Police in South Carolina have fired their weapons at 209 suspects in the past five years, and a handful of officers have been accused of pulling the trigger illegally but none has being convicted, reports The State. In South Carolina, it remains exceedingly rare for an officer to be found at fault criminally for shooting at someone. In an unusual turnaround, prosecutors last year filed charges for use of excessive force against three white officers in the shootings of black drivers. Only one went to trial, and resulted in a hung jury.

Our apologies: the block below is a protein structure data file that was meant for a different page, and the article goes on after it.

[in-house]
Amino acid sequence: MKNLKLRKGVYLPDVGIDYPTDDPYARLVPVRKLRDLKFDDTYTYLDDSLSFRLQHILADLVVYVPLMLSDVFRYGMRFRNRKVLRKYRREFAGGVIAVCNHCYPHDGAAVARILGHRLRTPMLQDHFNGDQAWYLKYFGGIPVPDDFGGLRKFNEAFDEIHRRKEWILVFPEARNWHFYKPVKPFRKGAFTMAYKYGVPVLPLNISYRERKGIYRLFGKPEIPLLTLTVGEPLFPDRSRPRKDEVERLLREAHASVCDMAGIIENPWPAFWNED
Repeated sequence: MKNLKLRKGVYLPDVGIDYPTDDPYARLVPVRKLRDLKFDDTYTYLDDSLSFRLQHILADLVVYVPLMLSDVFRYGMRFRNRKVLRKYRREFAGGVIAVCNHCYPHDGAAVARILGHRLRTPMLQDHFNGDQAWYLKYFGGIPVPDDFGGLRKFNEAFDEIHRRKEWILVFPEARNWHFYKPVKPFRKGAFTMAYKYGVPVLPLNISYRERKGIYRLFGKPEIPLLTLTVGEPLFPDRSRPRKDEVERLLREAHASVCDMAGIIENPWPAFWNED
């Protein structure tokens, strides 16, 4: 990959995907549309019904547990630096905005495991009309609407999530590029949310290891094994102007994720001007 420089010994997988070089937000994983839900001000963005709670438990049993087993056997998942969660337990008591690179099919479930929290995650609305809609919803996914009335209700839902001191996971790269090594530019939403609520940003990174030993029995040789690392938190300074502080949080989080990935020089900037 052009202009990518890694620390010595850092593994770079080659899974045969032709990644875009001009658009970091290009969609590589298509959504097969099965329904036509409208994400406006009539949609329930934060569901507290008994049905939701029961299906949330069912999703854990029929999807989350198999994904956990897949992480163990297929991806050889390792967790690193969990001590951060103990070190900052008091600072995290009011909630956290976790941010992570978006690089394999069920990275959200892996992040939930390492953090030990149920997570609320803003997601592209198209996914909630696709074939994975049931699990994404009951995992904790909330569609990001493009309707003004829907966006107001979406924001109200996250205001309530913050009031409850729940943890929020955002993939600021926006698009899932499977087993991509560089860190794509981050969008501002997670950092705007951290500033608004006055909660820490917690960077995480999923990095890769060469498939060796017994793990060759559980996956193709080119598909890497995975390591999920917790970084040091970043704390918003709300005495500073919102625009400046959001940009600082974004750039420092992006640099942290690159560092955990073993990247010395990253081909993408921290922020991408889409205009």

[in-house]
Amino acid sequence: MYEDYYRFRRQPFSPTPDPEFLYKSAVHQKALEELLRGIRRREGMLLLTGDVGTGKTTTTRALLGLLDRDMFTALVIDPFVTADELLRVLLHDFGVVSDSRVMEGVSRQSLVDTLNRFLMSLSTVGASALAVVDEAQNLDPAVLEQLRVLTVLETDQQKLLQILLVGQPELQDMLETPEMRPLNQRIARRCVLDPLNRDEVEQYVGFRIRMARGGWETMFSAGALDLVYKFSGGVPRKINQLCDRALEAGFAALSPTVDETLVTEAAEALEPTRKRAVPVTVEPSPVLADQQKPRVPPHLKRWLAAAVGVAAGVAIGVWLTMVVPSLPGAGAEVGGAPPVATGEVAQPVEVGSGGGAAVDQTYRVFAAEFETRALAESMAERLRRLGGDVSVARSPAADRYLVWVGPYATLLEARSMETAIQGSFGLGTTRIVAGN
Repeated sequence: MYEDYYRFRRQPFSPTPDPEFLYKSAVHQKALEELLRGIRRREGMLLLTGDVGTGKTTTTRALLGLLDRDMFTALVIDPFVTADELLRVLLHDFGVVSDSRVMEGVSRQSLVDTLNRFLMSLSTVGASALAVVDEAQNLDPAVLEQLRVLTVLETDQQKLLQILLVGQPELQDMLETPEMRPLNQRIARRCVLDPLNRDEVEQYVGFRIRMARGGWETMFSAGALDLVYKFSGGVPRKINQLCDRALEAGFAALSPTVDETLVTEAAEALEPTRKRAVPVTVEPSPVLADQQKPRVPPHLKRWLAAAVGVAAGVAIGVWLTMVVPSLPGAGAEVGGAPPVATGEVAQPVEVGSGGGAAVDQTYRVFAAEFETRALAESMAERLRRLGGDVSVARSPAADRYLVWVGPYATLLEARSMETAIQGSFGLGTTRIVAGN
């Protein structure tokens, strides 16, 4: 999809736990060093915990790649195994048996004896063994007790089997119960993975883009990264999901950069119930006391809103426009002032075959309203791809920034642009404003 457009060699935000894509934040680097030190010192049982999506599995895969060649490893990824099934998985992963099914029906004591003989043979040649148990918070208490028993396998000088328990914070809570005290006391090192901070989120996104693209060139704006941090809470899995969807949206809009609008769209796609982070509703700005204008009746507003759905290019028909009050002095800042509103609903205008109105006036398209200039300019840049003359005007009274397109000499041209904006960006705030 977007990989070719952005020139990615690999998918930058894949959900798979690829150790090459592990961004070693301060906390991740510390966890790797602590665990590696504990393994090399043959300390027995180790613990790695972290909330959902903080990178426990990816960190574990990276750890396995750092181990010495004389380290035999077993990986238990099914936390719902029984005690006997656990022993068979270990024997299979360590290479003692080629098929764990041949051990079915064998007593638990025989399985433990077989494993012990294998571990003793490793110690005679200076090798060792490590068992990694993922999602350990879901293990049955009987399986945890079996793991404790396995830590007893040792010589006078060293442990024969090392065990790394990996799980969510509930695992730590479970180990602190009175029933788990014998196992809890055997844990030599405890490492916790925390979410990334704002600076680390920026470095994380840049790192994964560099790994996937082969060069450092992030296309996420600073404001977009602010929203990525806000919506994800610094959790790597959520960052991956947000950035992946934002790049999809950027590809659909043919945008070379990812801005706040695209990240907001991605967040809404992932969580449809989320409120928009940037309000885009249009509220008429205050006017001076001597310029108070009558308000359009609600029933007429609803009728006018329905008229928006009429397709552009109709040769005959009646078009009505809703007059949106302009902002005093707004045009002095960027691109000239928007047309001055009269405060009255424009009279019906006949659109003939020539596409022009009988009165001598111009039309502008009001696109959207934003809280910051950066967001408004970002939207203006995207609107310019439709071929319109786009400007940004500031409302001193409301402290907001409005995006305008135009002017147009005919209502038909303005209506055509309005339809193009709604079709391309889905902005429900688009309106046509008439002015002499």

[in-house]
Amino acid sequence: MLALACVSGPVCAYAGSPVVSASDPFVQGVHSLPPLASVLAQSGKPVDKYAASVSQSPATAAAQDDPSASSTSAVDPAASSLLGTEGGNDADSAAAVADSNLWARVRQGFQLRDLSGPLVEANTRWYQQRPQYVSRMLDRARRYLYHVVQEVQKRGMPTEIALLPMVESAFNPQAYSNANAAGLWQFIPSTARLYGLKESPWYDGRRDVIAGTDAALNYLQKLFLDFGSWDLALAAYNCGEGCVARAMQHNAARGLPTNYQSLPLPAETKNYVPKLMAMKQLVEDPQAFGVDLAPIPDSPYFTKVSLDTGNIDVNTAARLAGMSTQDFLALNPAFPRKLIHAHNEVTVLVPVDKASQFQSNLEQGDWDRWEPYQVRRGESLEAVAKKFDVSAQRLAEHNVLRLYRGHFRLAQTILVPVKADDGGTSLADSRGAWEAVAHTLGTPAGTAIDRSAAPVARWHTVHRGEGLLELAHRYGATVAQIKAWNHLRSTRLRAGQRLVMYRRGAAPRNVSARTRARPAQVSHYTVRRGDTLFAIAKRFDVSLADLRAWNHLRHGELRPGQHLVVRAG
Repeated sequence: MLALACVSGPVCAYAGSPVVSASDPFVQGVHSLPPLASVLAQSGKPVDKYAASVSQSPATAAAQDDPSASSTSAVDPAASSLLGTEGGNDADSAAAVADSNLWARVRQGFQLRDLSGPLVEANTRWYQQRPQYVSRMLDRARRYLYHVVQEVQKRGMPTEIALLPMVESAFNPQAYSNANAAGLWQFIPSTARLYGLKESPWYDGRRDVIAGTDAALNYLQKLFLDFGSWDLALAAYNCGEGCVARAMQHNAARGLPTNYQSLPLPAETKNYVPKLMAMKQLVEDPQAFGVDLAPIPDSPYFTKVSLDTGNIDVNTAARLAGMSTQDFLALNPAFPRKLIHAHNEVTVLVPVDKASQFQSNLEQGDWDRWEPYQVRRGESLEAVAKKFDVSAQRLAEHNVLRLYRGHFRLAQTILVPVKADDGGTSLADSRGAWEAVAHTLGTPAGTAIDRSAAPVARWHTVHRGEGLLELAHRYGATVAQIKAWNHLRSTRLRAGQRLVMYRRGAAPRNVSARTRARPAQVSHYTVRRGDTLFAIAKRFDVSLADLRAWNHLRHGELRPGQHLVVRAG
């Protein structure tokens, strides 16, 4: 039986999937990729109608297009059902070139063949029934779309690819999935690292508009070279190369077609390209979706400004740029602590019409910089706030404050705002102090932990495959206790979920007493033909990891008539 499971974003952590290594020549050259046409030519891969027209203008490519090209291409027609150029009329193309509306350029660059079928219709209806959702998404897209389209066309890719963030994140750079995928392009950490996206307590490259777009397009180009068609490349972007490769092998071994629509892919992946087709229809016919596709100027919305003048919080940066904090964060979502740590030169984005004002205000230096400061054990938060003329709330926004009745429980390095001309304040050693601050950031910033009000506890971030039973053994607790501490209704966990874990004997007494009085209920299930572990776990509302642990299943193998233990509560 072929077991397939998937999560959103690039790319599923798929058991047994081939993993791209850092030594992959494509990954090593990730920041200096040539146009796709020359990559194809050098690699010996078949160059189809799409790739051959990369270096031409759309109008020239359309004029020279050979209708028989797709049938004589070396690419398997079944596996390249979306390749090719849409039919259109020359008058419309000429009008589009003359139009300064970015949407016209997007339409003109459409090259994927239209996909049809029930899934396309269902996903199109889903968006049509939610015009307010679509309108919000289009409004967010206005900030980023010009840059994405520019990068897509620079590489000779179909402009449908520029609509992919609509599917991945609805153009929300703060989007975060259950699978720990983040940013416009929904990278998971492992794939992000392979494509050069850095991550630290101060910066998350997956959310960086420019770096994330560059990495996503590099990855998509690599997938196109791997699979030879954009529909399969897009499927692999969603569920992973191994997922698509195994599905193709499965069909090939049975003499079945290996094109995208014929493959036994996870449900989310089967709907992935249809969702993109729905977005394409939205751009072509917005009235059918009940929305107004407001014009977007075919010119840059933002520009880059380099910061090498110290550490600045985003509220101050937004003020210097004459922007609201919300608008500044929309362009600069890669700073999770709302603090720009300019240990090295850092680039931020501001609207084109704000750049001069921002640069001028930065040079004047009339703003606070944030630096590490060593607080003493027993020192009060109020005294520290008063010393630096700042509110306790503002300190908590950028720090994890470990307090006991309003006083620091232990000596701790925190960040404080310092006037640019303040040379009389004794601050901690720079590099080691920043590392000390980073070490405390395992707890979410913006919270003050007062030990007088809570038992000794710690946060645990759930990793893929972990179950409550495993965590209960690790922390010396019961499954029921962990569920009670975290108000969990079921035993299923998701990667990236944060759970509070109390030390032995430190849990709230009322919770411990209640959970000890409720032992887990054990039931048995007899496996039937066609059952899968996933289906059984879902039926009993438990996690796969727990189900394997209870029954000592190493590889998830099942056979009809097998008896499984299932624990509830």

The public – including juries – puts trust in police and expects that officer training teaches them how to use force properly. When the suspect is armed, it's difficult to say a shooting wasn't justified. The officer is defending himself or others from someone who wants to get away at all costs or, in rare cases, hurt an officer intentionally. When someone is carrying a weapon, it doesn't mean someone else is in mortal danger. There is supposed to be an imminent threat for an officer to fire a weapon legally. This is where much of the public debate centers, even though each case is different. “If you're in a gunfight, what else are you going to try?” said Mike Lanier, deputy director of the state's police academy. “The alternatives are very limited.”